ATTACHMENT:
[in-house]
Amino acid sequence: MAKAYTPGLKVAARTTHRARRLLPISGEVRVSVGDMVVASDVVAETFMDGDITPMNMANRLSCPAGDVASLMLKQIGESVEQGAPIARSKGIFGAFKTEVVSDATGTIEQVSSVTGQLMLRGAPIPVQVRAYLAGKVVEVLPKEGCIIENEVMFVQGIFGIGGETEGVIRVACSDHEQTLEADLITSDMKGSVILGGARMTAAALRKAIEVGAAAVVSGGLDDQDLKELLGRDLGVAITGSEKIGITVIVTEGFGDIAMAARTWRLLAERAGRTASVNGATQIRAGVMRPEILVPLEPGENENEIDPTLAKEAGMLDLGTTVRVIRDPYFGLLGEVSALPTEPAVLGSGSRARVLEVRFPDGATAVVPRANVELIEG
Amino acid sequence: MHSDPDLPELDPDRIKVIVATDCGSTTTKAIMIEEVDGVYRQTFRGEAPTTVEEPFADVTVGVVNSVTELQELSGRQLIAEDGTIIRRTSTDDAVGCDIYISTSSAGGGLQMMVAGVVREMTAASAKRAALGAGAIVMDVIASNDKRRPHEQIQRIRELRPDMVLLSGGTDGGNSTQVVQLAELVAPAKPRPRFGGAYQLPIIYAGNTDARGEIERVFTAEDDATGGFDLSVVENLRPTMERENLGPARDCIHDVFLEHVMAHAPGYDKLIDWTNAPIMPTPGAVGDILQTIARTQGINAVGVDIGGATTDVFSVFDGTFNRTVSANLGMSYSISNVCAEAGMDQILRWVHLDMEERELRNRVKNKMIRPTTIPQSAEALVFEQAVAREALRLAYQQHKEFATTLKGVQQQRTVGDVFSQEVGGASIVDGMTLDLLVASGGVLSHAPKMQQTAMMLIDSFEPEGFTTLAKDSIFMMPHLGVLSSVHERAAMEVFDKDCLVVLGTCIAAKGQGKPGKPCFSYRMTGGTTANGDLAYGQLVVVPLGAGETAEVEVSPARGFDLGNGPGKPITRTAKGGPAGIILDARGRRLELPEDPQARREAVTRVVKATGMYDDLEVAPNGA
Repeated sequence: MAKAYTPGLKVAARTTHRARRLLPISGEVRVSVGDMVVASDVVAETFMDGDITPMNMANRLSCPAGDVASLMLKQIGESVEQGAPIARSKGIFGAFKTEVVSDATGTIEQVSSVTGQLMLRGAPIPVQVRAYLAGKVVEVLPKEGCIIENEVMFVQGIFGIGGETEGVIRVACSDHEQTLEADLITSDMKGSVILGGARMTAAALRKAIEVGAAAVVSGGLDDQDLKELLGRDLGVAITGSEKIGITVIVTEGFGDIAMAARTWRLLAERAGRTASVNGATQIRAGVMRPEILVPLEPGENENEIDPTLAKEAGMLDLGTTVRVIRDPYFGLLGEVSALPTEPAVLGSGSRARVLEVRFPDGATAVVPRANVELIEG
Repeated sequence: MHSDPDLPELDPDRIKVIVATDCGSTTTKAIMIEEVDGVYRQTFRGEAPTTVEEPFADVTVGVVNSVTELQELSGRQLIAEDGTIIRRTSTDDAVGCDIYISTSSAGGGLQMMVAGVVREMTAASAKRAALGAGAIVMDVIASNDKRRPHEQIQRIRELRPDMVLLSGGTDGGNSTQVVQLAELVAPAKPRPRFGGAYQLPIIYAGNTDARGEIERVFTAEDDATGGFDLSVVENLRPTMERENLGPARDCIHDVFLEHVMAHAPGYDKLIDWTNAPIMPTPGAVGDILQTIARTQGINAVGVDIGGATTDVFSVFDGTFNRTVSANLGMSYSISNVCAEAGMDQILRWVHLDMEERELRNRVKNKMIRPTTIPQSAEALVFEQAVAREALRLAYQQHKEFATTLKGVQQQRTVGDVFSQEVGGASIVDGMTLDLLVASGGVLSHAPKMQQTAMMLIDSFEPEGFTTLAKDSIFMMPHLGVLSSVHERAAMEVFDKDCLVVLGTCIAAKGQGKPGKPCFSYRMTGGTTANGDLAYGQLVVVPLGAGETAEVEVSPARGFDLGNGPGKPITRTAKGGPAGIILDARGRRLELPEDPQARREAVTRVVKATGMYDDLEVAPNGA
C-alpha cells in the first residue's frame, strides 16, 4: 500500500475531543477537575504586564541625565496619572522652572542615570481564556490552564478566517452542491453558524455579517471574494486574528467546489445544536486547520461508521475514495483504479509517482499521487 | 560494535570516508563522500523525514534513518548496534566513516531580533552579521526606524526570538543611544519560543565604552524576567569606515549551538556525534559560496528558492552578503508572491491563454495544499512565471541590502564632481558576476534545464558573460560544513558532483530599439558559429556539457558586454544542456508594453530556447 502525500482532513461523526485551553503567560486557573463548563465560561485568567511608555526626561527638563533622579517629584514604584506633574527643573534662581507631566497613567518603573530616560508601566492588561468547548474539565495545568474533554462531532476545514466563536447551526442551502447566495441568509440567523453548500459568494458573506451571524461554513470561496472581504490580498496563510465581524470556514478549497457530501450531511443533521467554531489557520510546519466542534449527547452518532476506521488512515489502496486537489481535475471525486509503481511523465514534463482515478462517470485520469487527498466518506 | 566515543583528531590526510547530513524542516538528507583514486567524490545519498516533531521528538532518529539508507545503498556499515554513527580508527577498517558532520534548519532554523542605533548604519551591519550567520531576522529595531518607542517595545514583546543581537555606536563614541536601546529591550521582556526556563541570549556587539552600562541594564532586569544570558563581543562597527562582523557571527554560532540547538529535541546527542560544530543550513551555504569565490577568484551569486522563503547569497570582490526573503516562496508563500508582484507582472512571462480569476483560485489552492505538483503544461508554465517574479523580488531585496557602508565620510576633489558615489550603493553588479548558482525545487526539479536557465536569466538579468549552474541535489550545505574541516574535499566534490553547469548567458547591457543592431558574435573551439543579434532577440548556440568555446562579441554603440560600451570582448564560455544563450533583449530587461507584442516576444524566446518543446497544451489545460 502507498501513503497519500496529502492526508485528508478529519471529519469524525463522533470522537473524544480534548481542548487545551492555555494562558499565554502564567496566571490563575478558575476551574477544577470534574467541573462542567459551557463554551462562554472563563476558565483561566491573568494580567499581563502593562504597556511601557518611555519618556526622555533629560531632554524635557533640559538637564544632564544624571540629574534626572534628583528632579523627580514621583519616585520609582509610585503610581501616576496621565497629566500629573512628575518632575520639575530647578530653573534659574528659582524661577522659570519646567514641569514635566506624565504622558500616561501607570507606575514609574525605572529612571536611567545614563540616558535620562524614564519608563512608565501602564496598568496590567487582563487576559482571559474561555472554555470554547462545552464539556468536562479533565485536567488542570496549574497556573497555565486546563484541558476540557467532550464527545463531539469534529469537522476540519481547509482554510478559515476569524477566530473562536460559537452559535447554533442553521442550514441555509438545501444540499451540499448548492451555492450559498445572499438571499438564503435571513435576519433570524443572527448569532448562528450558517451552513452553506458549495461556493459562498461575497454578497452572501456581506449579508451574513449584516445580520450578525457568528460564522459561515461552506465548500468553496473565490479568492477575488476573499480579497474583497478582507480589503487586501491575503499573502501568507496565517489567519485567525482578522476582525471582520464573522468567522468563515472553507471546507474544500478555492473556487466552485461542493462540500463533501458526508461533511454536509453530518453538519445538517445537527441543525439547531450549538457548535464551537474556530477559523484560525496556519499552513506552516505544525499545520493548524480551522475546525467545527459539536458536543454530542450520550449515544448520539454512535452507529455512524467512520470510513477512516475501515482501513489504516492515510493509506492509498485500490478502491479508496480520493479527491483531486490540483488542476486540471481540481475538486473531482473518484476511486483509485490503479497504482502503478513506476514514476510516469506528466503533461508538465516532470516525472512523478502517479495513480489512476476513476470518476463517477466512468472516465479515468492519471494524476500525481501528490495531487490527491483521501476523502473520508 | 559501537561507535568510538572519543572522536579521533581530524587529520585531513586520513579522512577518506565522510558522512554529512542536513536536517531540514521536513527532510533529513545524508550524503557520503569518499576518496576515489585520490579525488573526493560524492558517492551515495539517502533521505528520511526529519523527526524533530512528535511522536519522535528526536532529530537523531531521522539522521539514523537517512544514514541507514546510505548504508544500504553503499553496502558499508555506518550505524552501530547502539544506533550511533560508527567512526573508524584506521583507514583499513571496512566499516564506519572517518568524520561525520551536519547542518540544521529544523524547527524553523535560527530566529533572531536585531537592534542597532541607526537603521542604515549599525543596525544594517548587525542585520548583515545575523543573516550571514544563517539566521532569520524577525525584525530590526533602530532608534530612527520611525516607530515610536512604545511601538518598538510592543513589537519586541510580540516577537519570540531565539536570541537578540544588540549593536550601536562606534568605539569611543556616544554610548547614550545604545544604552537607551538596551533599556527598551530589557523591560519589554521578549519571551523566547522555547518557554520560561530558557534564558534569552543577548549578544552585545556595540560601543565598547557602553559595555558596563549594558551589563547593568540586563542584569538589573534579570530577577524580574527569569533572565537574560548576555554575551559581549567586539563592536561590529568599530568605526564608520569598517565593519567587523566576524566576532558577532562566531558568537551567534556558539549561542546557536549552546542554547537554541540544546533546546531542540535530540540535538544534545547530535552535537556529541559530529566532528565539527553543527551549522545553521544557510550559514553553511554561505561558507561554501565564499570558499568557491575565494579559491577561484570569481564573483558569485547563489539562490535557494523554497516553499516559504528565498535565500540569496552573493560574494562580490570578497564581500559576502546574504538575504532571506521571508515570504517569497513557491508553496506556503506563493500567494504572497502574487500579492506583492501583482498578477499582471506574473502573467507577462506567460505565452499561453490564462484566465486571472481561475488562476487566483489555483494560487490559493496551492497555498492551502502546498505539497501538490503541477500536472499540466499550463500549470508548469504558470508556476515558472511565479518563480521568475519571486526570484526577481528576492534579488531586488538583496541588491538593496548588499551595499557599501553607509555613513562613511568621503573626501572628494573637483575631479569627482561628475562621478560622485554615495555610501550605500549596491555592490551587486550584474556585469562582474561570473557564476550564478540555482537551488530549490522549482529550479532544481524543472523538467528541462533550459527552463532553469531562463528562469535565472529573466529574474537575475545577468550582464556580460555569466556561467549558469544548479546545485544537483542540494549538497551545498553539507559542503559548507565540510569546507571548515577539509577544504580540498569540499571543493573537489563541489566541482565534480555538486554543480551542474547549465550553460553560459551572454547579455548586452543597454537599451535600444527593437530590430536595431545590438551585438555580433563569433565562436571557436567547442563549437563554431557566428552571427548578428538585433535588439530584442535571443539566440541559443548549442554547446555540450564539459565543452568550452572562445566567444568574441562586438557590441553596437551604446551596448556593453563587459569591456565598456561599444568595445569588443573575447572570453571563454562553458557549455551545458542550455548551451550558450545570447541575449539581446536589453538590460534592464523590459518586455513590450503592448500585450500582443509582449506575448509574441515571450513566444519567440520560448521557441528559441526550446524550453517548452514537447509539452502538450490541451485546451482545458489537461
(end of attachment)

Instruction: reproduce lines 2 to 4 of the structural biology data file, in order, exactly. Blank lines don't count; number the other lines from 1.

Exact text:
Amino acid sequence: MAKAYTPGLKVAARTTHRARRLLPISGEVRVSVGDMVVASDVVAETFMDGDITPMNMANRLSCPAGDVASLMLKQIGESVEQGAPIARSKGIFGAFKTEVVSDATGTIEQVSSVTGQLMLRGAPIPVQVRAYLAGKVVEVLPKEGCIIENEVMFVQGIFGIGGETEGVIRVACSDHEQTLEADLITSDMKGSVILGGARMTAAALRKAIEVGAAAVVSGGLDDQDLKELLGRDLGVAITGSEKIGITVIVTEGFGDIAMAARTWRLLAERAGRTASVNGATQIRAGVMRPEILVPLEPGENENEIDPTLAKEAGMLDLGTTVRVIRDPYFGLLGEVSALPTEPAVLGSGSRARVLEVRFPDGATAVVPRANVELIEG
Amino acid sequence: MHSDPDLPELDPDRIKVIVATDCGSTTTKAIMIEEVDGVYRQTFRGEAPTTVEEPFADVTVGVVNSVTELQELSGRQLIAEDGTIIRRTSTDDAVGCDIYISTSSAGGGLQMMVAGVVREMTAASAKRAALGAGAIVMDVIASNDKRRPHEQIQRIRELRPDMVLLSGGTDGGNSTQVVQLAELVAPAKPRPRFGGAYQLPIIYAGNTDARGEIERVFTAEDDATGGFDLSVVENLRPTMERENLGPARDCIHDVFLEHVMAHAPGYDKLIDWTNAPIMPTPGAVGDILQTIARTQGINAVGVDIGGATTDVFSVFDGTFNRTVSANLGMSYSISNVCAEAGMDQILRWVHLDMEERELRNRVKNKMIRPTTIPQSAEALVFEQAVAREALRLAYQQHKEFATTLKGVQQQRTVGDVFSQEVGGASIVDGMTLDLLVASGGVLSHAPKMQQTAMMLIDSFEPEGFTTLAKDSIFMMPHLGVLSSVHERAAMEVFDKDCLVVLGTCIAAKGQGKPGKPCFSYRMTGGTTANGDLAYGQLVVVPLGAGETAEVEVSPARGFDLGNGPGKPITRTAKGGPAGIILDARGRRLELPEDPQARREAVTRVVKATGMYDDLEVAPNGA
Repeated sequence: MAKAYTPGLKVAARTTHRARRLLPISGEVRVSVGDMVVASDVVAETFMDGDITPMNMANRLSCPAGDVASLMLKQIGESVEQGAPIARSKGIFGAFKTEVVSDATGTIEQVSSVTGQLMLRGAPIPVQVRAYLAGKVVEVLPKEGCIIENEVMFVQGIFGIGGETEGVIRVACSDHEQTLEADLITSDMKGSVILGGARMTAAALRKAIEVGAAAVVSGGLDDQDLKELLGRDLGVAITGSEKIGITVIVTEGFGDIAMAARTWRLLAERAGRTASVNGATQIRAGVMRPEILVPLEPGENENEIDPTLAKEAGMLDLGTTVRVIRDPYFGLLGEVSALPTEPAVLGSGSRARVLEVRFPDGATAVVPRANVELIEG